Text #9617History of Rome. Vol. 5 .
[Liv. 22.57. Translated by B. O. Foster. Harvard University Press. (14 Vols.)]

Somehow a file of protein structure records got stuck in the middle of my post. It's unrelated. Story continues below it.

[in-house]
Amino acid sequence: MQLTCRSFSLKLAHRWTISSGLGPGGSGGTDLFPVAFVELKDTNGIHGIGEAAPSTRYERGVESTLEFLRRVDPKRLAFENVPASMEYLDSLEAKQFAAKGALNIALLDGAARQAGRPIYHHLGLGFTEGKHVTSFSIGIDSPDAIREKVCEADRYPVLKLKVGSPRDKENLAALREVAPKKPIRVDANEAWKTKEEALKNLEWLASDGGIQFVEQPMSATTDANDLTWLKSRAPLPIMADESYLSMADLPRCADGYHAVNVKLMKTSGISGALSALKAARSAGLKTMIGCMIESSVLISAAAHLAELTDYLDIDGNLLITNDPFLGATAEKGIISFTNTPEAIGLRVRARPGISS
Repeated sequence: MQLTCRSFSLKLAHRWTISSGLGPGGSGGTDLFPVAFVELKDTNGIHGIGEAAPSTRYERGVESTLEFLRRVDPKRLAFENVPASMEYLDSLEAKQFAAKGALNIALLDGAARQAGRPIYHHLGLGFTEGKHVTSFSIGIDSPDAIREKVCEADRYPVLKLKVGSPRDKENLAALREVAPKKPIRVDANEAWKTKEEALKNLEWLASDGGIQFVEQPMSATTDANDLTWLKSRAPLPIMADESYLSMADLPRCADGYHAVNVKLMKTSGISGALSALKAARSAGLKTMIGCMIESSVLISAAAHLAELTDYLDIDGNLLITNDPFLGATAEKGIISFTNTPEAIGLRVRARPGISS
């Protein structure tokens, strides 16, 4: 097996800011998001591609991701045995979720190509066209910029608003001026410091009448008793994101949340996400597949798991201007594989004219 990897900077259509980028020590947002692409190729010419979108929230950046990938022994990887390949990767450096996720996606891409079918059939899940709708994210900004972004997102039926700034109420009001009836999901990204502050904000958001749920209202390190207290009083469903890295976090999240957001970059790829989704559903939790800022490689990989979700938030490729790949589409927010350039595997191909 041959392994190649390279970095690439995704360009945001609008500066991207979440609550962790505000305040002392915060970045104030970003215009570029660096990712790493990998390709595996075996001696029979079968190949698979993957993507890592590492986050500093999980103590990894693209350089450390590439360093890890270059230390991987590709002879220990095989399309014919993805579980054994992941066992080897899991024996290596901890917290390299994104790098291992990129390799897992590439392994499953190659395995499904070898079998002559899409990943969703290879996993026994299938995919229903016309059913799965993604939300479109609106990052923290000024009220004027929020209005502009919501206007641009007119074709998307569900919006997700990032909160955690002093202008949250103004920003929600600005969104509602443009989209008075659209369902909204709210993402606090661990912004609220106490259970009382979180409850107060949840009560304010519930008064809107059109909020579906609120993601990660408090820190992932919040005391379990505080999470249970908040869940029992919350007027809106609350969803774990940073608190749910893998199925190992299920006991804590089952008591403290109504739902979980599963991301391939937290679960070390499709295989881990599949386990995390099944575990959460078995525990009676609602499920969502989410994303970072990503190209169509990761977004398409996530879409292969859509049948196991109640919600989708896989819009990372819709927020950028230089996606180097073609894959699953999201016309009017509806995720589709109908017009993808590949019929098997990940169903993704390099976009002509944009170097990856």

When the despatches from the consul and the praetor had been read it was decided that M. Claudius, who was commanding the fleet stationed at Ostia, should be sent to the army at Canusium and instructions forwarded to the consul requesting him to hand over his command to the praetor and come to Rome as soon as he possibly could consistently with his duty to the republic. For, over and above these serious disasters, considerable alarm was created by portents which occurred. Two Vestal virgins, Opimia and Floronia, were found guilty of unchastity. One was buried alive, as is the custom, at the Colline Gate, the other committed suicide. L. Cantilius, one of the pontifical secretaries, now called “minor pontiffs,” who had been guilty with Floronia, was scourged in the Comitium by the Pontifex Maximus so severely that he died under it. This act of wickedness, coming as it did amongst so many calamities, was, as often happens, regarded as a portent, and the decemvirs were ordered to consult the Sacred Books. Q. Fabius Pictor was sent to consult the oracle of Delphi as to what forms of prayer and supplication they were to use to propitiate the gods, and what was to be the end of all these terrible disasters. Meanwhile, in obedience to the Books of Destiny, some strange and unusual sacrifices were made, human sacrifices amongst them. A Gaulish man and a Gaulish woman and a Greek man and a Greek woman were buried alive under the Forum Boarium. They were lowered into a stone vault, which had on a previous occasion also been polluted by human victims, a practice most repulsive to Roman feelings. When the gods were believed to be duly propitiated, M. Claudius Marcellus sent from Ostia 1500 men who had been enrolled for service with the fleet to garrison Rome; the naval legion (the third) he sent on in advance with the military tribunes to Teanum Sidicinum, and then, handing the fleet over to his colleague, P. Furius Philus, hastened on by forced marches a few days later to Canusium. On the authority of the senate M. Junius was nominated Dictator and Ti. Sempronius Master of the Horse.